60 Kentucky elk now roaming Wisconsin’s Jackson County

January’s trapping efforts mark the third winter of elk capture in Kentucky. The past two years those Kentucky elk were released in Jackson County in an attempt to establish a “southern” elk herd in the Black River State Forest. (Photo by Jerry Davis)


There are now 60 elk roaming the forests and fields in Jackson County.  These animals originated from 2015 and 2016 releases of animals brought in from Kentucky.

Several additional Wisconsin releases are planned during the next three years.  Plans include taking the next two releases, 2017 and 2018, to the Clam Lake area in Sawyer/Ashland counties and then the last release would be back in Black River Falls area.

These new elk disperse based on habitat needs, predator pressure, and other factors.  Some of the animals from the 2016 release have ventured onto area farms.  Some area cranberry operations have been protected by high fencing, but traditional farming and one hunting preserve operation (primarily pheasants) have had to deal with a large number (30 or more) of elk eating and damaging crops and hunting cover.

These unprotected landowners have been working with DNR biologists and legislators to resolve the issue and have received some assistance, but are hoping for more.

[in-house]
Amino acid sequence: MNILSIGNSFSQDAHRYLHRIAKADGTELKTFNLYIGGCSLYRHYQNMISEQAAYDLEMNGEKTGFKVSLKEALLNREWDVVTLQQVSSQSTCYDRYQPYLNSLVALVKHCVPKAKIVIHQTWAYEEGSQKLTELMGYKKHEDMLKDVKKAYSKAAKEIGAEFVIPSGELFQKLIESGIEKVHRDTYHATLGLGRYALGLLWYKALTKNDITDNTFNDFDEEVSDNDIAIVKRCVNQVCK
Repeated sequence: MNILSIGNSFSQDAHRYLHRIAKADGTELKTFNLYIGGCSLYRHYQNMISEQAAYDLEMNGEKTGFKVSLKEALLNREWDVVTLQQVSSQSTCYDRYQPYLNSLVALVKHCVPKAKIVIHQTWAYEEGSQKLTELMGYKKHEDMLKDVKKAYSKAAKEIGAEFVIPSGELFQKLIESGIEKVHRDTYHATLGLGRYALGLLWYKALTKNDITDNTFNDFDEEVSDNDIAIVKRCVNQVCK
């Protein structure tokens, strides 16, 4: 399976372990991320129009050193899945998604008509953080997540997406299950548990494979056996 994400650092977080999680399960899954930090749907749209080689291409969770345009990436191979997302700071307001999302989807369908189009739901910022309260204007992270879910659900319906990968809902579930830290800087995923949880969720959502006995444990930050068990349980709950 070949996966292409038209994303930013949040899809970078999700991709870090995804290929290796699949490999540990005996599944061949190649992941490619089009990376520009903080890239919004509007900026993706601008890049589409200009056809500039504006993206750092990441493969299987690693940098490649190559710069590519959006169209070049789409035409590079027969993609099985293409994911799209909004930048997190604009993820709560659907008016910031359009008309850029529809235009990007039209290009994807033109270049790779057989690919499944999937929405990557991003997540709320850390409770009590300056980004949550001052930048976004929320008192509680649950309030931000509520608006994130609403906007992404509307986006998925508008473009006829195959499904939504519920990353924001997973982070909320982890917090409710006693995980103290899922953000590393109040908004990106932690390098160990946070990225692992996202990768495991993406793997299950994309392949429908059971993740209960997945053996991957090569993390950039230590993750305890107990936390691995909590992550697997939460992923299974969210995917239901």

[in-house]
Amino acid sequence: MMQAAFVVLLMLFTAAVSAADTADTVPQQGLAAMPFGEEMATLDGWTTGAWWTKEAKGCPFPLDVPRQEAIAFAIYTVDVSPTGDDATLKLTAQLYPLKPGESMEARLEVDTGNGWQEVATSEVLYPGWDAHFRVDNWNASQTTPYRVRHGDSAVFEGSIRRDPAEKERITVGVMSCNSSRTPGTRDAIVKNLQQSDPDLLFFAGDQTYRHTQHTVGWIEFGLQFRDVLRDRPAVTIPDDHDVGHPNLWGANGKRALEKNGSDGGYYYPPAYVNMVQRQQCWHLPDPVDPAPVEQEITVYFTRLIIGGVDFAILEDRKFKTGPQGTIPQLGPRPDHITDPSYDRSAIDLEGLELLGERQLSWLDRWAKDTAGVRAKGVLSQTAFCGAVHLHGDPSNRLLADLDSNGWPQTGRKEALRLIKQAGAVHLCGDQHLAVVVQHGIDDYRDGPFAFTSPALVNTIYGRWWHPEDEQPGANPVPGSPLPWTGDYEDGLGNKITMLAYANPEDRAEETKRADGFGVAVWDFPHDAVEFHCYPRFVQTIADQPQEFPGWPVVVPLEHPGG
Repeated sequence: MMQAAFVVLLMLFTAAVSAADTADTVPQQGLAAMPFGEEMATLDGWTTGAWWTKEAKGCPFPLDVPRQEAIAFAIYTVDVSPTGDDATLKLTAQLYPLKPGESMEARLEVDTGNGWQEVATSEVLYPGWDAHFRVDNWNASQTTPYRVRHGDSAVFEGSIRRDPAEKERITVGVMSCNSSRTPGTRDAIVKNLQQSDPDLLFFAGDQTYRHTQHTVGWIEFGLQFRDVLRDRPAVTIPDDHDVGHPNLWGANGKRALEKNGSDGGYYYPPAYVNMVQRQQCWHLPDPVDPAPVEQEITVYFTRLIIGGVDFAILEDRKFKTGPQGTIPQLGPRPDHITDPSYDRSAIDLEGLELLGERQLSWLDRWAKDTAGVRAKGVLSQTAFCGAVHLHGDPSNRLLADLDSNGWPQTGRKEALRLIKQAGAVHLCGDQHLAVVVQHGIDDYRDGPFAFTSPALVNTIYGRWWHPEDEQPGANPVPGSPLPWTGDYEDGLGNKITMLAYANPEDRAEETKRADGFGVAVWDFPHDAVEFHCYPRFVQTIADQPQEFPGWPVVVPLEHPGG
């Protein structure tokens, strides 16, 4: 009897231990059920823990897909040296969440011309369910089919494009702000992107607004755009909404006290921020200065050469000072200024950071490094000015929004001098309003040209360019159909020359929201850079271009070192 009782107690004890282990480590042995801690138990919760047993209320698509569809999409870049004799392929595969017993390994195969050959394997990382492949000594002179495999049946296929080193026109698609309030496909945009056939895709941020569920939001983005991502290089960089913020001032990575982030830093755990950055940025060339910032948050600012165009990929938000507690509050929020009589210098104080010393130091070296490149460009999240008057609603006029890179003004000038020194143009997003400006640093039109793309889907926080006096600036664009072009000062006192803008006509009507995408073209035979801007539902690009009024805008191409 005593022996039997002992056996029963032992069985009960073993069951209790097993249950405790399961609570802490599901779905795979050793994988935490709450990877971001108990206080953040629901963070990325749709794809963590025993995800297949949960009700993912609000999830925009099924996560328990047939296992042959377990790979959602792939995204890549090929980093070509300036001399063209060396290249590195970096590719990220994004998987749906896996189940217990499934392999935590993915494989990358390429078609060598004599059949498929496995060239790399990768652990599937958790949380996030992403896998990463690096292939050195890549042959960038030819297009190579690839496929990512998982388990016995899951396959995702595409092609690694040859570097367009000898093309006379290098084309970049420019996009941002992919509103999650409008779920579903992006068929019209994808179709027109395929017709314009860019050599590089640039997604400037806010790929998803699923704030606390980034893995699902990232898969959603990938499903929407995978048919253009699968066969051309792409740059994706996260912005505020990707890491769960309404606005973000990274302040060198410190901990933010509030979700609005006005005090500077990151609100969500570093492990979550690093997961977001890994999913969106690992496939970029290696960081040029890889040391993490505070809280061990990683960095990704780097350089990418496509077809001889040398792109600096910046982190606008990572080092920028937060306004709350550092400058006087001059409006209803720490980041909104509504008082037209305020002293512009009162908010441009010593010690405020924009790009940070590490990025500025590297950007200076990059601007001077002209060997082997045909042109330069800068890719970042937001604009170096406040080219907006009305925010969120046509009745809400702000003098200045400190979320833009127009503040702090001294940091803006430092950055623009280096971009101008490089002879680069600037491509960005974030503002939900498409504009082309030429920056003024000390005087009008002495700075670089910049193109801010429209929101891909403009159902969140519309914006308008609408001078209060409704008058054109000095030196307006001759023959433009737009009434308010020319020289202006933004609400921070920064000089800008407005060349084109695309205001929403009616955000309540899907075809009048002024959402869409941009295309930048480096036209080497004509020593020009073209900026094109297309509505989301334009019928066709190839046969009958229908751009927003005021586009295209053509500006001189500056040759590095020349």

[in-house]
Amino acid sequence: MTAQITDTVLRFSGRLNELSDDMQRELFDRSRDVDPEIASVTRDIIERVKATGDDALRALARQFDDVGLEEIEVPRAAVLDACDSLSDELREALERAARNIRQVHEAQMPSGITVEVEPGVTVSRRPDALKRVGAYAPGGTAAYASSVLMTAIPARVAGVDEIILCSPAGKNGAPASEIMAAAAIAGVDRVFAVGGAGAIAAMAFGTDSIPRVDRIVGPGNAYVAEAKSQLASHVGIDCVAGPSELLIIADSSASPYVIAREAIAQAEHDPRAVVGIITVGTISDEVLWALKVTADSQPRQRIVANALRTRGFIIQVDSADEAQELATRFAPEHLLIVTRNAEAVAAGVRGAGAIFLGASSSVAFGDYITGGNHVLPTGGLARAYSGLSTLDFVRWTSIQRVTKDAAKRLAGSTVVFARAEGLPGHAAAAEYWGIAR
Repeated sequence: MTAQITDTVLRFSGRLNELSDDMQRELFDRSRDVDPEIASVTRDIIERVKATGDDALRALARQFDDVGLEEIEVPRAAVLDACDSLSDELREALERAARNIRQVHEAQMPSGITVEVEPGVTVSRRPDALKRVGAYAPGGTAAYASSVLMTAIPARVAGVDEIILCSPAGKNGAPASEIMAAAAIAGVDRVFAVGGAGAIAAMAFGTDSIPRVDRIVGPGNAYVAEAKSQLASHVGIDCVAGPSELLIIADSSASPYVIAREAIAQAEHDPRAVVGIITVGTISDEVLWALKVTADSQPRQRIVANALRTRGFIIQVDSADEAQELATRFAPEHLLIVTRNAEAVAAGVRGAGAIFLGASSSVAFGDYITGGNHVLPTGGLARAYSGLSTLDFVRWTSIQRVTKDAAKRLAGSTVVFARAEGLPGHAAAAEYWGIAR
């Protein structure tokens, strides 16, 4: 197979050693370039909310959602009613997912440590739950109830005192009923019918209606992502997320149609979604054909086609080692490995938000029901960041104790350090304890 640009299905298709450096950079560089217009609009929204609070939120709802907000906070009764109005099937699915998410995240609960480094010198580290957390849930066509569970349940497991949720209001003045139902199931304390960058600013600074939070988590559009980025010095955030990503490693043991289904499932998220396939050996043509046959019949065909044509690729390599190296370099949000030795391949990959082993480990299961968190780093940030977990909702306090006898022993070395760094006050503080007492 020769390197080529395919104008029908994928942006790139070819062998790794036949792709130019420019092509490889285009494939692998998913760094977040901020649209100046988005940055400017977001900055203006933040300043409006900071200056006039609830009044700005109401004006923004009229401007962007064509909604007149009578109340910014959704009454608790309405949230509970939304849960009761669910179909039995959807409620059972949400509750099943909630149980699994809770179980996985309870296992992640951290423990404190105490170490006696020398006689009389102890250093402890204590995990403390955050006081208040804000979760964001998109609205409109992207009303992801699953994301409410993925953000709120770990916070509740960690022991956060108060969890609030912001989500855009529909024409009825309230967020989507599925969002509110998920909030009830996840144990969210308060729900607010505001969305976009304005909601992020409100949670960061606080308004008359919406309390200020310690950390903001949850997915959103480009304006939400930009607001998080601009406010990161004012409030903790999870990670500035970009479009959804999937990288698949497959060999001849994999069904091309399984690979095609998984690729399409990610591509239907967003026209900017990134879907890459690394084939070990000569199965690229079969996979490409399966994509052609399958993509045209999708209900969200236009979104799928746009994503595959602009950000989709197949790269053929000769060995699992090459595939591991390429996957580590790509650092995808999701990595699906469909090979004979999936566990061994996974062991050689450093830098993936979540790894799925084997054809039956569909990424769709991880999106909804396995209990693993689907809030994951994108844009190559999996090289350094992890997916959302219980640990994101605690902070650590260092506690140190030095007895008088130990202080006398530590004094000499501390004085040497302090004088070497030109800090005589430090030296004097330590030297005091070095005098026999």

Wolves, or the lack of them, also seem to have exacerbated the situation.  The wolf packs in the area, five of them, are not often found in the farm areas, making those regions attractive to the elk.

Yes, it is often great to try to re-establish native plant and animal species, but since elk roamed Wisconsin more than a century ago, the habitat and social pressures have changed drastically.

If fencing and other mechanical means are necessary to keep animals contained or restrained, it doesn’t seem very natural.  In fact, it’s similar to a zoo.

If this was, and continues to be, an experimental release, careful consideration should continue to be given to the successes and problems brought about by the experiment.

One should not assume it is going to continue, or that it will fail.

The Department of Natural Resources and state government should not lose sight of the experimental nature of this scientific plan and modify accordingly.



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